Immigration has been an important factor of population growth in Canada. Between the years of 1851 to 1996 over 13.5 million immigrants entered Canada (see.
Appendix 1), mostly from Western Europe and Great Britain (Grindstaff, 1998:435). The number of immigrants admitted into Canada is regulated by Canadian Immigration Act and its policies, which are, in turn, regulated by federal and provincial governments (Jackson & Jackson, 1998: 86).
Historically, early Canadian immigration policies were largely discriminative; thus immigration policies and regulations have changed, mostly to eliminate explicit.
discrimination on the basis of race or nationality.
The first Immigration Act was established in 1869, when the British North American Act gave the responsibility of immigration to federal and provincial governments. This immigration act did not have any specific rules and regulations about who can or who cannot enter and live in Canada. Thus, between the years of 1869 to 1895 1.5 million people immigrated to Canada (Kubat, 1993:25). These new settlers were mostly British labourers, eastern European peasants, and American farmers (Jackson & Jackson, 1898: 86). However, between the years of 1881 and 1884 about 15,701 Chinese labourers entered Canada, most of them as a "cheap labourers" for the construction of Canadian Pacific Railway (CPR).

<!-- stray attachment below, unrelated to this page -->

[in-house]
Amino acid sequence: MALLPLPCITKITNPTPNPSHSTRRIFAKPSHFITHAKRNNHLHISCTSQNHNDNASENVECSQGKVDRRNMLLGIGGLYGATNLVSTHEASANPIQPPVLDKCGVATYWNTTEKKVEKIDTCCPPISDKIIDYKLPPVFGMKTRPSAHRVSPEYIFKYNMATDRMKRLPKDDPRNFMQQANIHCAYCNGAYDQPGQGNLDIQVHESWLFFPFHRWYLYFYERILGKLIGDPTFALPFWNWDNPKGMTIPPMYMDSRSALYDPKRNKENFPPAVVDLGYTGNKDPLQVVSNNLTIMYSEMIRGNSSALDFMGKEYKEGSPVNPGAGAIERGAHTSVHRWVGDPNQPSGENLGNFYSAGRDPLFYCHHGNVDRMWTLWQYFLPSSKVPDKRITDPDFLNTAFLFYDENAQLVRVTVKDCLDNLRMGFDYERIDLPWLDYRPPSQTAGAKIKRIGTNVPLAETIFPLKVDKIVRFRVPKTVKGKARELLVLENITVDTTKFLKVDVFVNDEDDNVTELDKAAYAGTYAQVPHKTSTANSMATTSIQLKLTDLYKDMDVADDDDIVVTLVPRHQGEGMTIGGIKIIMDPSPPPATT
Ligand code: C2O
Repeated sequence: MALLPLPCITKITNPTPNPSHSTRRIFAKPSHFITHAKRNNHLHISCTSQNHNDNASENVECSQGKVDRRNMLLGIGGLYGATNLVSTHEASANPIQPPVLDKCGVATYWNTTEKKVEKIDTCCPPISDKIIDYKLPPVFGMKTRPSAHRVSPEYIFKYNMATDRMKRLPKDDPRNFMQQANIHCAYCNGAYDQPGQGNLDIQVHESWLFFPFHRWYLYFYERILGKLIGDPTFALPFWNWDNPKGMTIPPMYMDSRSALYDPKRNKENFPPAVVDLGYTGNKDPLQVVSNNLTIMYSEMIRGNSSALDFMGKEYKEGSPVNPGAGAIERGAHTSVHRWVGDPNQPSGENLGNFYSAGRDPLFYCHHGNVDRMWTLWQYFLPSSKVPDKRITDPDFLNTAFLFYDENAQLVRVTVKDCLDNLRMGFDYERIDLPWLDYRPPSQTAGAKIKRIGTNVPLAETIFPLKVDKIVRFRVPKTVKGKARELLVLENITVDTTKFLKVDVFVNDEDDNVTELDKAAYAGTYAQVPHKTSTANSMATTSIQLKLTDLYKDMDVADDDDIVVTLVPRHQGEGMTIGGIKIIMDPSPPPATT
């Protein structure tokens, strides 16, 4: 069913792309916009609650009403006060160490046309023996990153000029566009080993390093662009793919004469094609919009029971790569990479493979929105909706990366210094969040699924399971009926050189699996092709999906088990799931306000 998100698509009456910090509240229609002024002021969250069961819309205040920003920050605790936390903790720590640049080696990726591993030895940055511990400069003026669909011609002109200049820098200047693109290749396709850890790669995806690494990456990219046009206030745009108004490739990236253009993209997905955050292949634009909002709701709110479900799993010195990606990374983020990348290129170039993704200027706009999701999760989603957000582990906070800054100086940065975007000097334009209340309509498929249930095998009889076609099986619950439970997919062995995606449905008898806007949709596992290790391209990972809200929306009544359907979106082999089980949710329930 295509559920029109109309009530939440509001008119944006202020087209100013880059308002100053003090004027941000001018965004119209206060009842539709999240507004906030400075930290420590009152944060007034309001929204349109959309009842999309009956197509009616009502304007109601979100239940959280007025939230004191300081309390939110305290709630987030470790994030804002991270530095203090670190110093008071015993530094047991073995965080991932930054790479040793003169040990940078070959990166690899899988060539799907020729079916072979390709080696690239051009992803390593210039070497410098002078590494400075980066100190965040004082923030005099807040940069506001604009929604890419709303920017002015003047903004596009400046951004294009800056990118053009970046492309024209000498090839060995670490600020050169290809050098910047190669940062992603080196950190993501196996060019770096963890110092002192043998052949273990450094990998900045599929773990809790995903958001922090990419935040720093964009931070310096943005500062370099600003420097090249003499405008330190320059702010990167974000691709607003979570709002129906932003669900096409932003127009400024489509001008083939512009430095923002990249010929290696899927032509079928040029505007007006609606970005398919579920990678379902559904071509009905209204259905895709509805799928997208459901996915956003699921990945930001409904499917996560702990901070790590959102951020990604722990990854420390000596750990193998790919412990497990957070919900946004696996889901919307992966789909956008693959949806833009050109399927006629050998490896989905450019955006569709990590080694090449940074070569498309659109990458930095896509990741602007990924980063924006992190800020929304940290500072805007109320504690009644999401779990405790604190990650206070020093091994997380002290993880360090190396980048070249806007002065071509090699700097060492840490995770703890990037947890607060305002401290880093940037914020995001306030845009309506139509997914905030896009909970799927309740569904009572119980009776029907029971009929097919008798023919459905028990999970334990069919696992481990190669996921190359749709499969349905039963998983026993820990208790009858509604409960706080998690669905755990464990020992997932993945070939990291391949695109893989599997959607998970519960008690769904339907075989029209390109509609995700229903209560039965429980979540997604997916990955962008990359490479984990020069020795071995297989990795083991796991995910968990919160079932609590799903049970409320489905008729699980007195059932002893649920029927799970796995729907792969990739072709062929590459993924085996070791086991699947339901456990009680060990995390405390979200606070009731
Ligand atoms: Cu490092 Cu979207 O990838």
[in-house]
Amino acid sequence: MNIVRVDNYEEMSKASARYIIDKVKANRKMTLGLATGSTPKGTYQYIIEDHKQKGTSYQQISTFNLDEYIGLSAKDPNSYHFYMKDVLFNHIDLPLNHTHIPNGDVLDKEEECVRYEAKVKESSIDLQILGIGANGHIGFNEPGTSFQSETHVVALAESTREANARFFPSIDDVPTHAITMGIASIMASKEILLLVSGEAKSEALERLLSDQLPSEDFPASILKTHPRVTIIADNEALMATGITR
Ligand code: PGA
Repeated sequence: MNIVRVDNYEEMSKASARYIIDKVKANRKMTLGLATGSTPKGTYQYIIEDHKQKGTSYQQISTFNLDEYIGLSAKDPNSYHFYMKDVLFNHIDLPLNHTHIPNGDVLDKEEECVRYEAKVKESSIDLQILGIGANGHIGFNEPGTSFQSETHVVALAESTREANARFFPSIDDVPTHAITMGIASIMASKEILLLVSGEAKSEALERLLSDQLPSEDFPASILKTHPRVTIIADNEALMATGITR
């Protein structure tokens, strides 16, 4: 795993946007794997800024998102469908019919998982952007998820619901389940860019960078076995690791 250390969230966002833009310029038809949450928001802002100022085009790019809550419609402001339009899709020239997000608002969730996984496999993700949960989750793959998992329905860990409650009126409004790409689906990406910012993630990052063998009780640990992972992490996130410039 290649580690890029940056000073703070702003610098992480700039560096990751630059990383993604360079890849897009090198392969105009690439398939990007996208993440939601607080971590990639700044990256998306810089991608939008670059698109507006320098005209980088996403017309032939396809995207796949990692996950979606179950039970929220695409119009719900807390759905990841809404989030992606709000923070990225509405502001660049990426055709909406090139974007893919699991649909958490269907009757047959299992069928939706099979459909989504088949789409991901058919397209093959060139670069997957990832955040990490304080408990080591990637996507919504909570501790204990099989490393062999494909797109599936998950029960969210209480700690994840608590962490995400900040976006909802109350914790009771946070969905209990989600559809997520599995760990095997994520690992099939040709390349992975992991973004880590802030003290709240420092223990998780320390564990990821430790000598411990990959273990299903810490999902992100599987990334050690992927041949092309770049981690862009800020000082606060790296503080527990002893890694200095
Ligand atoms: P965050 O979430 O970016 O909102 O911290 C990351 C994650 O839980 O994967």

Knowles (1997:50) also points out that "without these Chinese labourers the construction and completion of the CPR would have been postponed indefinitely." Yet,.
because the Canadian federal government favoured "white" British, American, and Northern Europeans immigrants, "non-white" immigrants, Chinese particularly, were no longer welcomed in Canada. Thus, upon the completion of the CPR, a new act was passed in 1885 "to restrict and regulate Chinese immigration" (Knowles, 1997:50). This new policy did not prohibit the Chinese from entering Canada; yet the Chinese.